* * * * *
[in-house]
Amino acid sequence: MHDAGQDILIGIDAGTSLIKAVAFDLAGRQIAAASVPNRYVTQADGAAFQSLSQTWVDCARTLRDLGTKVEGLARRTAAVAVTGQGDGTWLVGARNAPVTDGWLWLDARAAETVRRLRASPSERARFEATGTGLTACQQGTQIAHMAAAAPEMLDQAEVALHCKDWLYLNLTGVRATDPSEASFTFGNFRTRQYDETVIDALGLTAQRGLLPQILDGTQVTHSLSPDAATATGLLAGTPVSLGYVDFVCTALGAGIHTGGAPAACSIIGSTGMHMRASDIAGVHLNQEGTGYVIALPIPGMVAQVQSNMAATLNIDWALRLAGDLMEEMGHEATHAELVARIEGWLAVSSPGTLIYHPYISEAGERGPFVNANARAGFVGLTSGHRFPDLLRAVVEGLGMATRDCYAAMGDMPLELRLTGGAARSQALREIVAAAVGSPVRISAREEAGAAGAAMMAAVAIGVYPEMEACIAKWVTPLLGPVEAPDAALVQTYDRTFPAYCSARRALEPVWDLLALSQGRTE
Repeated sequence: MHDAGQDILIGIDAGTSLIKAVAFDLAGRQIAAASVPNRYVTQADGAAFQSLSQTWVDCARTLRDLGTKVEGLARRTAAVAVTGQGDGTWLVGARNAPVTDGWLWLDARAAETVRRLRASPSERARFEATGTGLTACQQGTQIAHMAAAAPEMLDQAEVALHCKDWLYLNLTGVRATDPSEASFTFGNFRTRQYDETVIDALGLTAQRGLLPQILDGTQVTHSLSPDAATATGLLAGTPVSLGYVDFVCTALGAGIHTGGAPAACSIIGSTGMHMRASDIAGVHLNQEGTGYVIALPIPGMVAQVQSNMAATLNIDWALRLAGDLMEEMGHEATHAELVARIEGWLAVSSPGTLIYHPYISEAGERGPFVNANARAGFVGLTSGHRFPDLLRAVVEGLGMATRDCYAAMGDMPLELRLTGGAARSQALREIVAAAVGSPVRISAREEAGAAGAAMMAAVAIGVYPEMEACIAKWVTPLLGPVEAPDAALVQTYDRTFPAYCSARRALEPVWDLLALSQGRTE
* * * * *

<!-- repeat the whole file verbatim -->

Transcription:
[in-house]
Amino acid sequence: MHDAGQDILIGIDAGTSLIKAVAFDLAGRQIAAASVPNRYVTQADGAAFQSLSQTWVDCARTLRDLGTKVEGLARRTAAVAVTGQGDGTWLVGARNAPVTDGWLWLDARAAETVRRLRASPSERARFEATGTGLTACQQGTQIAHMAAAAPEMLDQAEVALHCKDWLYLNLTGVRATDPSEASFTFGNFRTRQYDETVIDALGLTAQRGLLPQILDGTQVTHSLSPDAATATGLLAGTPVSLGYVDFVCTALGAGIHTGGAPAACSIIGSTGMHMRASDIAGVHLNQEGTGYVIALPIPGMVAQVQSNMAATLNIDWALRLAGDLMEEMGHEATHAELVARIEGWLAVSSPGTLIYHPYISEAGERGPFVNANARAGFVGLTSGHRFPDLLRAVVEGLGMATRDCYAAMGDMPLELRLTGGAARSQALREIVAAAVGSPVRISAREEAGAAGAAMMAAVAIGVYPEMEACIAKWVTPLLGPVEAPDAALVQTYDRTFPAYCSARRALEPVWDLLALSQGRTE
Repeated sequence: MHDAGQDILIGIDAGTSLIKAVAFDLAGRQIAAASVPNRYVTQADGAAFQSLSQTWVDCARTLRDLGTKVEGLARRTAAVAVTGQGDGTWLVGARNAPVTDGWLWLDARAAETVRRLRASPSERARFEATGTGLTACQQGTQIAHMAAAAPEMLDQAEVALHCKDWLYLNLTGVRATDPSEASFTFGNFRTRQYDETVIDALGLTAQRGLLPQILDGTQVTHSLSPDAATATGLLAGTPVSLGYVDFVCTALGAGIHTGGAPAACSIIGSTGMHMRASDIAGVHLNQEGTGYVIALPIPGMVAQVQSNMAATLNIDWALRLAGDLMEEMGHEATHAELVARIEGWLAVSSPGTLIYHPYISEAGERGPFVNANARAGFVGLTSGHRFPDLLRAVVEGLGMATRDCYAAMGDMPLELRLTGGAARSQALREIVAAAVGSPVRISAREEAGAAGAAMMAAVAIGVYPEMEACIAKWVTPLLGPVEAPDAALVQTYDRTFPAYCSARRALEPVWDLLALSQGRTE